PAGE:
How to Manage Pests
UC Pest Management Guidelines
Polyphagous Shot Hole Borer and Kuroshio Shot Hole Borer
Scientific name: Euwallacea spp.
(Reviewed 9/16, updated 12/17)
In this Guideline:
Description of the pests
Polyphagous shot hole borer (PSHB) and Kuroshio shot hole borer (KSHB) are genetically different invasive species, but morphologically they are indistinguishable. Females are black and 0.07 to 0.1 inch (1.8–2.5 mm) long. Males are brown and smaller than females at 0.06 inch (1.5 mm) long. The female tunnels into a wide variety of host trees forming galleries, where it lays its eggs. More females are produced than males. Mature siblings mate with each other so that females leaving to start their own galleries are already pregnant. Males do not fly, but stay in the host tree.
Both beetle species have a special structure in their mouth called a mycangium with its own novel symbiotic fungal species. Polyphagous shot hole borer carries three fungi: Fusarium euwallaceae, Graphium euwallaceae and Paracremonium pembeum. Kuroshio shot hole borer carries two different species for fungi: Fusarium sp. and Graphium sp. The beetle grows these fungi in their galleries. The fungi cause FUSARIUM DIEBACK disease, which interrupts the transportation of water and nutrients in the host tree.
A host tree's visible response to a beetle's attack varies among host species. Staining, sugary exudate (also called a sugar volcano), gumming, and frass may be noticeable before the tiny beetles are found. The beetle's entry and exit holes, which are about 0.03 inch (0.85 mm) in diameter, can be located beneath or near the symptoms. The abdomen of the female beetle can sometimes be seen sticking out of the hole, guarding the developing larvae. Advanced fungal infections will eventually lead to branch dieback.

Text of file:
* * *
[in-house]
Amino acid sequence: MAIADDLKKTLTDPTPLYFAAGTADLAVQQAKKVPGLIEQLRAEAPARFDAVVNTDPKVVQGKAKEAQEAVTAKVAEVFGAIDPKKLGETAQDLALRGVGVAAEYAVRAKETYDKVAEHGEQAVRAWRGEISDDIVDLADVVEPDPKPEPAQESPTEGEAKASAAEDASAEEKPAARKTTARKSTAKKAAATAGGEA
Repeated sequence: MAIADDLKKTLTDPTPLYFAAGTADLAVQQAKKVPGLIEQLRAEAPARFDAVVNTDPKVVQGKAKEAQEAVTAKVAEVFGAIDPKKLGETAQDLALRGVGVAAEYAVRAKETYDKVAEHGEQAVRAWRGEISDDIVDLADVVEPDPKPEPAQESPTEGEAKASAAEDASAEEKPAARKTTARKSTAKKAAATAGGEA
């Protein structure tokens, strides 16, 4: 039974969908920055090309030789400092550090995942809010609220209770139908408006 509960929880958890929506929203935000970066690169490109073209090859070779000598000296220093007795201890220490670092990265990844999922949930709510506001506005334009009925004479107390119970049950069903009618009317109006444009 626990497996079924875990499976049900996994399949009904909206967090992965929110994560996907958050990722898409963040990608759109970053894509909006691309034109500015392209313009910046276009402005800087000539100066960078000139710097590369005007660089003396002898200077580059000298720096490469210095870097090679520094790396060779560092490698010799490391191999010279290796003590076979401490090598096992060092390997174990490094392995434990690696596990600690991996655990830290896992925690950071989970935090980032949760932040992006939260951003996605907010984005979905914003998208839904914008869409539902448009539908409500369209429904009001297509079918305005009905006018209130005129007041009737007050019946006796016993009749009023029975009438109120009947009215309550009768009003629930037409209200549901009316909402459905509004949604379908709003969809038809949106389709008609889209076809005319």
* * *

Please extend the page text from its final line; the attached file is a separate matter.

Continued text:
Rapid spread of the beetle and fungi throughout various land-use areas is attributed to the diverse range and quantity of suitable hosts in Southern California.
Early detection of infestations and removal of the infested branches will help reduce beetle numbers and therefore, also reduce the spread of the fungus.
KNOWN REPRODUCTIVE HOSTS OF POLYPHAGOUS SHOT HOLE BORER AND KUROSHIO SHOT HOLE BORER
Polyphagous shot hole borer attacks hundreds of tree species, but it can only successfully lay its eggs and grow the fungi in certain hosts.
Known suitable reproductive host trees of polyphagous shot hole borer:
Known suitable reproductive host trees of Kuroshio shot hole borer:
UC IPM Pest Management Guidelines:
A. Eskalen, Plant Pathology, UC Riverside
Acknowledgment for contributions to Invertebrates:P. A. Phillips, UC IPM Program, UC Cooperative Extension, Ventura County
M. Blua, Entomology, UC Riverside
P. Oevering, UC Cooperative Extension, Ventura County
D. Machlitt, Consulting Entomology Services, Moorpark, CA
T. Roberts, Integrated Consulting Entomology, Ventura, CA
B. B. Westerdahl, Nematology, UC Davis